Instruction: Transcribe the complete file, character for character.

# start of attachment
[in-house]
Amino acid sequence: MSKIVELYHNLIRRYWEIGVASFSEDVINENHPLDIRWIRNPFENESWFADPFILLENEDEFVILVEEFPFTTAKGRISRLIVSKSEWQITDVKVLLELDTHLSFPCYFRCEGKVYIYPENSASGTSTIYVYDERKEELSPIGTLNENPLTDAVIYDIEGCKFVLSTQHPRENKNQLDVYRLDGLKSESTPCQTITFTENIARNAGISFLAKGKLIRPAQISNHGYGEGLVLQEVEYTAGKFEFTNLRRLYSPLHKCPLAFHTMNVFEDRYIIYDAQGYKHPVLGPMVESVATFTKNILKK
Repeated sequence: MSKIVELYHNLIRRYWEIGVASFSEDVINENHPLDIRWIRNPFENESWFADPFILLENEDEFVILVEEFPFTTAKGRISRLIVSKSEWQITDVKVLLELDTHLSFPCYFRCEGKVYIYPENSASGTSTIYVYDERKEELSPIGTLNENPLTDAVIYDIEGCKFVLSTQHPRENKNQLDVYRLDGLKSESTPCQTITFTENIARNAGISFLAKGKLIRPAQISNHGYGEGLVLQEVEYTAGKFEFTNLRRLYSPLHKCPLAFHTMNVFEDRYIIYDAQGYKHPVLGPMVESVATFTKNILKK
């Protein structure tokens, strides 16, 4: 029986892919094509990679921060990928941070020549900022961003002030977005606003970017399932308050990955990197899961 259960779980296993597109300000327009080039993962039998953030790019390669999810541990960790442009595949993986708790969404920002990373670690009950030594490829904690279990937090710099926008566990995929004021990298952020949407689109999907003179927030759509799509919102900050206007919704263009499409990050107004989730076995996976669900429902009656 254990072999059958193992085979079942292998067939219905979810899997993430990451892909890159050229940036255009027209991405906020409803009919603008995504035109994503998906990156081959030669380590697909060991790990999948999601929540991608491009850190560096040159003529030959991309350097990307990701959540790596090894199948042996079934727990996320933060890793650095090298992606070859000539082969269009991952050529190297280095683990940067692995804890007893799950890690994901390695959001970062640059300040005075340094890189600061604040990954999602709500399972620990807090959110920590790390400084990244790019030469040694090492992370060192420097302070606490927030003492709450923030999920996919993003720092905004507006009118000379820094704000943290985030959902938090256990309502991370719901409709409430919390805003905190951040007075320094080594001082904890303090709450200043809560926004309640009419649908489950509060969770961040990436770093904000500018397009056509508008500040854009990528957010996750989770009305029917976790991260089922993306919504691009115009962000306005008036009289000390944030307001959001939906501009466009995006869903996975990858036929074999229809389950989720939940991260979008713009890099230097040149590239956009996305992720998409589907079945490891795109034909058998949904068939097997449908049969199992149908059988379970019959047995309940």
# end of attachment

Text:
[in-house]
Amino acid sequence: MSKIVELYHNLIRRYWEIGVASFSEDVINENHPLDIRWIRNPFENESWFADPFILLENEDEFVILVEEFPFTTAKGRISRLIVSKSEWQITDVKVLLELDTHLSFPCYFRCEGKVYIYPENSASGTSTIYVYDERKEELSPIGTLNENPLTDAVIYDIEGCKFVLSTQHPRENKNQLDVYRLDGLKSESTPCQTITFTENIARNAGISFLAKGKLIRPAQISNHGYGEGLVLQEVEYTAGKFEFTNLRRLYSPLHKCPLAFHTMNVFEDRYIIYDAQGYKHPVLGPMVESVATFTKNILKK
Repeated sequence: MSKIVELYHNLIRRYWEIGVASFSEDVINENHPLDIRWIRNPFENESWFADPFILLENEDEFVILVEEFPFTTAKGRISRLIVSKSEWQITDVKVLLELDTHLSFPCYFRCEGKVYIYPENSASGTSTIYVYDERKEELSPIGTLNENPLTDAVIYDIEGCKFVLSTQHPRENKNQLDVYRLDGLKSESTPCQTITFTENIARNAGISFLAKGKLIRPAQISNHGYGEGLVLQEVEYTAGKFEFTNLRRLYSPLHKCPLAFHTMNVFEDRYIIYDAQGYKHPVLGPMVESVATFTKNILKK
């Protein structure tokens, strides 16, 4: 029986892919094509990679921060990928941070020549900022961003002030977005606003970017399932308050990955990197899961 259960779980296993597109300000327009080039993962039998953030790019390669999810541990960790442009595949993986708790969404920002990373670690009950030594490829904690279990937090710099926008566990995929004021990298952020949407689109999907003179927030759509799509919102900050206007919704263009499409990050107004989730076995996976669900429902009656 254990072999059958193992085979079942292998067939219905979810899997993430990451892909890159050229940036255009027209991405906020409803009919603008995504035109994503998906990156081959030669380590697909060991790990999948999601929540991608491009850190560096040159003529030959991309350097990307990701959540790596090894199948042996079934727990996320933060890793650095090298992606070859000539082969269009991952050529190297280095683990940067692995804890007893799950890690994901390695959001970062640059300040005075340094890189600061604040990954999602709500399972620990807090959110920590790390400084990244790019030469040694090492992370060192420097302070606490927030003492709450923030999920996919993003720092905004507006009118000379820094704000943290985030959902938090256990309502991370719901409709409430919390805003905190951040007075320094080594001082904890303090709450200043809560926004309640009419649908489950509060969770961040990436770093904000500018397009056509508008500040854009990528957010996750989770009305029917976790991260089922993306919504691009115009962000306005008036009289000390944030307001959001939906501009466009995006869903996975990858036929074999229809389950989720939940991260979008713009890099230097040149590239956009996305992720998409589907079945490891795109034909058998949904068939097997449908049969199992149908059988379970019959047995309940």